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Stevenson, Dr Ian

Category: Scientist

 

Dr Ian Stevenson (October 31, 1918 – February 8, 2007) was a Canadian-born psychiatrist whose work was based in the USA. He worked for the University of Virginia School of Medicine for fifty years, as chair of the department of psychiatry from 1957 to 1967, Carlson Professor of Psychiatry from 1967 to 2001, and Research Professor of Psychiatry from 2002 until his death.

As founder and director of the university's Division of Perceptual Studies, Stevenson became known internationally for his research into reincarnation, the idea that perceptions can be transferred from one life to another and in addition may manifest themselves as birth marks.  He travelled extensively over a period of forty years, investigating several thousand cases of children around the world who claimed to remember past lives.  All these case histories were carefully documented and some found their way into a series of books – some written by Dr Stevenson and some by associates and trusted journalists.  Children were chosen as they are more spiritually open and they have little motive to fib.

 

His task and challenge was massive, in that the opposition he faced was very vehement.  He expected, and indeed suffered, opposition from scientists and the religious institutions which had no belief in reincarnation.  In other words Christianity, Judaism and Islam. The mystic branches of these religions incidentally do believe in reincarnation, but this is because they believe in the Great Work and destiny – not because they have scientific proof.  It fits in with the general understanding of why we are here

Many scientists have no belief in anything spiritual anyway and denied even thousands of case histories because their belief system found no explanation for them. 

Critics, particularly the philosophers C.T.K. Chari (1909–1993) and Paul Edwards (1923–2004), raised a number of issues, including that the children or parents interviewed by Stevenson had deceived him, that he had asked them leading questions, that he had often worked through translators who believed what the interviewees were saying, and that his conclusions were undermined by confirmation bias, where cases not supportive of his hypothesis were not presented as counting against it.

There will always be tail enders like this – “The earth is flat therefore, the curvature must be an optical illusion, or the instruments were faulty …. and so on”. Tedious but easily ignored.  The question actually being asked is not 'is it round', but 'how round is it?'  The rest of us are well ahead.  And it is very exciting.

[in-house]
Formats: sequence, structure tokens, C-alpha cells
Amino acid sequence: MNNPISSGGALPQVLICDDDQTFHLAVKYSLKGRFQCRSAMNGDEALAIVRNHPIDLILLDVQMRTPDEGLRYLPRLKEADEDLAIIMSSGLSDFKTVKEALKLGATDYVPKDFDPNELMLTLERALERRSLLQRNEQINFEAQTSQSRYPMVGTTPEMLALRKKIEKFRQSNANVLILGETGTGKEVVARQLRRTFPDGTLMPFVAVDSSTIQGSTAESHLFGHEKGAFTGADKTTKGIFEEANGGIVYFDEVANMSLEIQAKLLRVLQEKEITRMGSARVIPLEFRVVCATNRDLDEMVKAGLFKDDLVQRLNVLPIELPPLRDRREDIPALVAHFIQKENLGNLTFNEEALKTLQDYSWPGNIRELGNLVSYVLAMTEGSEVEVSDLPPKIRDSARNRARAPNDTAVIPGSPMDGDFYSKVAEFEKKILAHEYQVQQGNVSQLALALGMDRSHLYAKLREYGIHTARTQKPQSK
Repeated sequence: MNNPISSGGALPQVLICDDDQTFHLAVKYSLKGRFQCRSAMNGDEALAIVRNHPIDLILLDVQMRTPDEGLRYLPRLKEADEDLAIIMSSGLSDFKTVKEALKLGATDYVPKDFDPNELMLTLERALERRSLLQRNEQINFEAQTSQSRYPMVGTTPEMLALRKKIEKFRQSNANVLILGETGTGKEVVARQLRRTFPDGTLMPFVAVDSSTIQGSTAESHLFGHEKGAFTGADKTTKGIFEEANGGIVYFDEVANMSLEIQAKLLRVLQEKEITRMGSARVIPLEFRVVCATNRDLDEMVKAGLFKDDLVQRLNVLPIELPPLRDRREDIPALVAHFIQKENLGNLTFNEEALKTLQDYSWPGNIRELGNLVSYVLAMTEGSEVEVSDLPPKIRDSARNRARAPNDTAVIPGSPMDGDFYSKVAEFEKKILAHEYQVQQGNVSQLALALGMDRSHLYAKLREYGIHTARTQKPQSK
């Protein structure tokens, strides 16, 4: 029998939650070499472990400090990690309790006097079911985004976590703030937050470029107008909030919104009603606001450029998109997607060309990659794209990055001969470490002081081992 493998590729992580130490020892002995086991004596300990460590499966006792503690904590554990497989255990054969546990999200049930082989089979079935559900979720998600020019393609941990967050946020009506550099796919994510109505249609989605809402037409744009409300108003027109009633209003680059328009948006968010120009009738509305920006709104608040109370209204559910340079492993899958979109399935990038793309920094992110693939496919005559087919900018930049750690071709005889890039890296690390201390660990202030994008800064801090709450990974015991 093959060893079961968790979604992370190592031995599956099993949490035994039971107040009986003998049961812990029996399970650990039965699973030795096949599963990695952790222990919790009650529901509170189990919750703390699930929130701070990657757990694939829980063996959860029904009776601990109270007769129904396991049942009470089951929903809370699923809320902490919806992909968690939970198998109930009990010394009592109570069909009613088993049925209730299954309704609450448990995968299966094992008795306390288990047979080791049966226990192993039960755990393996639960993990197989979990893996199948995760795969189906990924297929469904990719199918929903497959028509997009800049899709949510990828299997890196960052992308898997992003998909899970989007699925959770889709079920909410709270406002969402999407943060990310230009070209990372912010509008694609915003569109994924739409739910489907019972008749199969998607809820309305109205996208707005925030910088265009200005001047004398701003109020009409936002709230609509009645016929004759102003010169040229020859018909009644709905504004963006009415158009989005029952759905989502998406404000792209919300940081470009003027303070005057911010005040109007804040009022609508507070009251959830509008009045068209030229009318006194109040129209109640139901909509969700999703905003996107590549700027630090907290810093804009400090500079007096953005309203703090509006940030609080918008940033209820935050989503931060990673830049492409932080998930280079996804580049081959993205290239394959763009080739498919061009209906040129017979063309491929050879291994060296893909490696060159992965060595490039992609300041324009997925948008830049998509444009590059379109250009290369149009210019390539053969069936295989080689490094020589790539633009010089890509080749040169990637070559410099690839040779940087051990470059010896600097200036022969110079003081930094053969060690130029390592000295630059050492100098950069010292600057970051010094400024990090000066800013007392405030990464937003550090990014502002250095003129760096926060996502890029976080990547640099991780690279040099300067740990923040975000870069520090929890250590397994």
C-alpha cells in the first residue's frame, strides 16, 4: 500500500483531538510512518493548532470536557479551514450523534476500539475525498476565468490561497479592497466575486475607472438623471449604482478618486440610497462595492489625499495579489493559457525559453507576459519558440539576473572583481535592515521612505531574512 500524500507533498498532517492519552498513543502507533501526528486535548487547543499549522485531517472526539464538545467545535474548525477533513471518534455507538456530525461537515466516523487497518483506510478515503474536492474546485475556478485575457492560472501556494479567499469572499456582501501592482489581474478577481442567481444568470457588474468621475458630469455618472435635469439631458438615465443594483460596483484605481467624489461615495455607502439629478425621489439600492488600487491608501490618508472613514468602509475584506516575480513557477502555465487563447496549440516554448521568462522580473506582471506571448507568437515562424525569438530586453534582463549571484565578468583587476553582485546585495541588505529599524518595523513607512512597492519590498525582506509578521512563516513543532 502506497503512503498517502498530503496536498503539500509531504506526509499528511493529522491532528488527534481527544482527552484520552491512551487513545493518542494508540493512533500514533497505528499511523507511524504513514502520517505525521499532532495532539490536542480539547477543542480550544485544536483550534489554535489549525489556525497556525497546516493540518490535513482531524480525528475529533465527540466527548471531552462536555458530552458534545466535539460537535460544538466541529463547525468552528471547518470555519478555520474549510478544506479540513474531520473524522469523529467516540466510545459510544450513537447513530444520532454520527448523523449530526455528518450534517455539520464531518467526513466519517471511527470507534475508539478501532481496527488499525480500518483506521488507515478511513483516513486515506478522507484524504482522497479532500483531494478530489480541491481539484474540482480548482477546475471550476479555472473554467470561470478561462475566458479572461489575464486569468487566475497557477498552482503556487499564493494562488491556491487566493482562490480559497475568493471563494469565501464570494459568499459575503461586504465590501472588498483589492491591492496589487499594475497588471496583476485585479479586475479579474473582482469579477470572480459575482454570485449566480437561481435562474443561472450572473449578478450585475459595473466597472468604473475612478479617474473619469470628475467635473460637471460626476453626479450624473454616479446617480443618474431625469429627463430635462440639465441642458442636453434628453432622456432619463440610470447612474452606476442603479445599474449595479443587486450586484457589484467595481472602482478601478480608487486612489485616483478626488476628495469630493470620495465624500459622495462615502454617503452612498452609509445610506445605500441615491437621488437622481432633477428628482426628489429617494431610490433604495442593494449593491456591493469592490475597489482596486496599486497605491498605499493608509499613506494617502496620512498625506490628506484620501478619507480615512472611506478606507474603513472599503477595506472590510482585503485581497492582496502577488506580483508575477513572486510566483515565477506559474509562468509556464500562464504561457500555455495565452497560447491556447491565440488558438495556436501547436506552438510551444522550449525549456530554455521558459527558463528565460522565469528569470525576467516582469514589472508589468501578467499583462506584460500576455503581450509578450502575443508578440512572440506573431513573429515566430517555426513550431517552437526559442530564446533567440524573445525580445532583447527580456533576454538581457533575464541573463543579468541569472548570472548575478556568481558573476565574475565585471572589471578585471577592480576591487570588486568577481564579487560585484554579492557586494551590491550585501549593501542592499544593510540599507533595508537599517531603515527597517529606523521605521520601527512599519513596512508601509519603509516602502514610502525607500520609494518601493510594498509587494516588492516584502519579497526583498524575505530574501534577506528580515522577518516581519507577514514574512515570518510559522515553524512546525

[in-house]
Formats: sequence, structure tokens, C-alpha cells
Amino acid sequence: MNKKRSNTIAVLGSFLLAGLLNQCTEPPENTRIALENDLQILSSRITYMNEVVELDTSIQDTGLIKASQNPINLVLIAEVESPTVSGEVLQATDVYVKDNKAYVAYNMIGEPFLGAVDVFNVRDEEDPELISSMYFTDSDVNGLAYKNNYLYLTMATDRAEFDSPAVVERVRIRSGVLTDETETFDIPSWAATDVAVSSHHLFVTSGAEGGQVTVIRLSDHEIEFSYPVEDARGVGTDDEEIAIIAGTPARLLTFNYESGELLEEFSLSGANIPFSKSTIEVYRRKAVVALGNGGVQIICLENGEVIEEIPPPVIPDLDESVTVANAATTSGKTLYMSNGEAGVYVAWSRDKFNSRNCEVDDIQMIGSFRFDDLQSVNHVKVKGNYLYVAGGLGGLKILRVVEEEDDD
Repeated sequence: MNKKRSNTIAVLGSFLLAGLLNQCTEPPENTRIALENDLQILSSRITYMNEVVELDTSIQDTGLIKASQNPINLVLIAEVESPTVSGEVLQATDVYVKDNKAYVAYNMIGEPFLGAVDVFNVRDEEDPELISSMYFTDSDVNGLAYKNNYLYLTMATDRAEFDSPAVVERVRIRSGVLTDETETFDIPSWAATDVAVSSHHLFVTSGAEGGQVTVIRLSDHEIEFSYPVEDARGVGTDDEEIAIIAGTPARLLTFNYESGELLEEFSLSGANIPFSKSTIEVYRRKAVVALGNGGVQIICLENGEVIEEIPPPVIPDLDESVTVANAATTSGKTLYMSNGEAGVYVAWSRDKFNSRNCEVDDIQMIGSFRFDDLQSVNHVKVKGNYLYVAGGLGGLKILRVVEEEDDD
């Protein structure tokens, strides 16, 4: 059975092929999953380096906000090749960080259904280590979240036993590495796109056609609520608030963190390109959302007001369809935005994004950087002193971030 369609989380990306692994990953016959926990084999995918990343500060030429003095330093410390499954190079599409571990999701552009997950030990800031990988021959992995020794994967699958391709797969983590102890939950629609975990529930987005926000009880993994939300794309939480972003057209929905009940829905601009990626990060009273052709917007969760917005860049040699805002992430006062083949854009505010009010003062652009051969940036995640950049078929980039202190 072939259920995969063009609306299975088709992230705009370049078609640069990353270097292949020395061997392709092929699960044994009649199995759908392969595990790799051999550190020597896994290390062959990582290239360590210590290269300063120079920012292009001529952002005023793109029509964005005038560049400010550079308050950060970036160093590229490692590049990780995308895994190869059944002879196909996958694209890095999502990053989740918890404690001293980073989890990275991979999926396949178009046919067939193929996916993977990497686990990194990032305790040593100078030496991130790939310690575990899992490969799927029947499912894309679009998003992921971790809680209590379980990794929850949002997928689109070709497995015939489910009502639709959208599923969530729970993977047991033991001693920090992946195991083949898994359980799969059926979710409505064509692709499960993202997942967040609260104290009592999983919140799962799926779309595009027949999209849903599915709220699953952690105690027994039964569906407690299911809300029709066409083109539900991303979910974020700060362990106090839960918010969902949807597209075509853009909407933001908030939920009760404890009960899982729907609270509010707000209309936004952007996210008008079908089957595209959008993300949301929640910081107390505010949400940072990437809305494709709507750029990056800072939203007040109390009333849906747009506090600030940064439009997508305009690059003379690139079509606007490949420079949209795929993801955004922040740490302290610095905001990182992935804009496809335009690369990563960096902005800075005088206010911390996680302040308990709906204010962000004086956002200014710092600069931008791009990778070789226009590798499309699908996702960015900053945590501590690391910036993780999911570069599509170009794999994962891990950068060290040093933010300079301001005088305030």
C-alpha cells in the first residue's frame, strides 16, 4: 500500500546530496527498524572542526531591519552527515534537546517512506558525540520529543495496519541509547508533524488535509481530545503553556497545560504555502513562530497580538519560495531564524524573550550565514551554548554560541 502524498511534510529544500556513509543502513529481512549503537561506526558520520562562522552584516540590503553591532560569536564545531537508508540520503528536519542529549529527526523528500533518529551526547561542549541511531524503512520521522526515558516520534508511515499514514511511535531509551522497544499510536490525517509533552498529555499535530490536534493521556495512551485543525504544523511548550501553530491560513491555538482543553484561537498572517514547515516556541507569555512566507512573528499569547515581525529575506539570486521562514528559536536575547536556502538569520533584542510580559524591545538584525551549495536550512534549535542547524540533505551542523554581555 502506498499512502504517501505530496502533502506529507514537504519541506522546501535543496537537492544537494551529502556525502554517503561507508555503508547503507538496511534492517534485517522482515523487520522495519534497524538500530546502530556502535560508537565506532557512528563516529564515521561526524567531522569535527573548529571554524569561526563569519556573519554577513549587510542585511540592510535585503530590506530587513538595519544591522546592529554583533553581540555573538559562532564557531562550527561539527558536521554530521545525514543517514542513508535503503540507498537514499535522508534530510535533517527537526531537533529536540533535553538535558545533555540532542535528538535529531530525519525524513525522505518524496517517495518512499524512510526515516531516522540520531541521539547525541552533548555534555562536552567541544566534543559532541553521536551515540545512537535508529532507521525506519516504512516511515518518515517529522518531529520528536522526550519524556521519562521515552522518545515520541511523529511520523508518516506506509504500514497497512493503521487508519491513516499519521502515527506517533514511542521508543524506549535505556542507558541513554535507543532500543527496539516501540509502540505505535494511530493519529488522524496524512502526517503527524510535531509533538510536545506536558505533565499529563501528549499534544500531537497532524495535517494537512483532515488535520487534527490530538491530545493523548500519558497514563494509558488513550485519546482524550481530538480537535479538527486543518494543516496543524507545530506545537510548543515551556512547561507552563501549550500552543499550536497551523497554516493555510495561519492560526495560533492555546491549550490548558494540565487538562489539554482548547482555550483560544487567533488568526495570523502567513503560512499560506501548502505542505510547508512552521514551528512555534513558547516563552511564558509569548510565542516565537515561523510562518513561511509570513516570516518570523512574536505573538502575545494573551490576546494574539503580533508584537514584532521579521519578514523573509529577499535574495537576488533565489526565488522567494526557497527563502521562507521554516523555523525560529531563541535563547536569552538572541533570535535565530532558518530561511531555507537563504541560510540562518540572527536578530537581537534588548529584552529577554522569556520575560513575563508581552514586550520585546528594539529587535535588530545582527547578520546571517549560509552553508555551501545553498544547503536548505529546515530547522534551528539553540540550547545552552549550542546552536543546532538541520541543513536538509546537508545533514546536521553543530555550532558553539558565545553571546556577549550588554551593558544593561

gathering data

The major religions oppose it for political reasons – the concept of reincarnation was carefully removed from their doctrines very early on, in order that they had a stick to impose order on their followers.  Hell for eternity sounds more frightening as a punishment for ‘sins’ than a short period before you are born again.  So they have become hoisted on their own petard.  It may be worth mentioning that early Christianity included reincarnation and Jesus even mentions it in the Gnostic gospels – see the section on this site.

But Dr Stevenson persisted his entire life, carefully gathering the data and weathering the rather vitriolic criticisms.

But he did face a genuine challenge in explaining his findings and this is worth exploring. 

What do his findings tell us?

 If we imagine the perceptions of anyone to be like a log of events, then if anyone is able to recall events that they have no way of knowing, then, indeed, something unusual is happening that is worth exploring – but what?

 

Dr Ian Stevenson studied children who at a very early age, provided details of perceptions they couldn't possibly have acquired. The cases he documented occurred worldwide – India, the Lebanon, even places like Burma, Thailand and so on.  There were also cases in the USA.  All children, all with apparent access to perceptions they could not have built up in this life.  Again the advantage of using very young children is that one is better able to assess whether these perceptions could have been acquired via the 5 senses or not.  In areas with limited access to ‘news’ for both child and parent, the likelihood is greater.

It is a very very difficult thing to prove – the perceptions must be such that they could not have been acquired via the 5 senses.  Again Dr Stevenson set himself a truly major challenge, but one worth exploring, because reincarnation is a fundamental belief affecting how one acts in one’s life.

In the vast majority of cases, Dr Stevenson discovered perceptions relating to someone else’s life -  the perceptions of another person.  

But, this can be interpreted two ways.

The log could be ‘theirs’ – a past life, or it could be another person’s – dead or alive.

In other words, to whom does that section of perception log belong?  The person recalling it [reincarnation] or a person dead or alive [inter composer communication].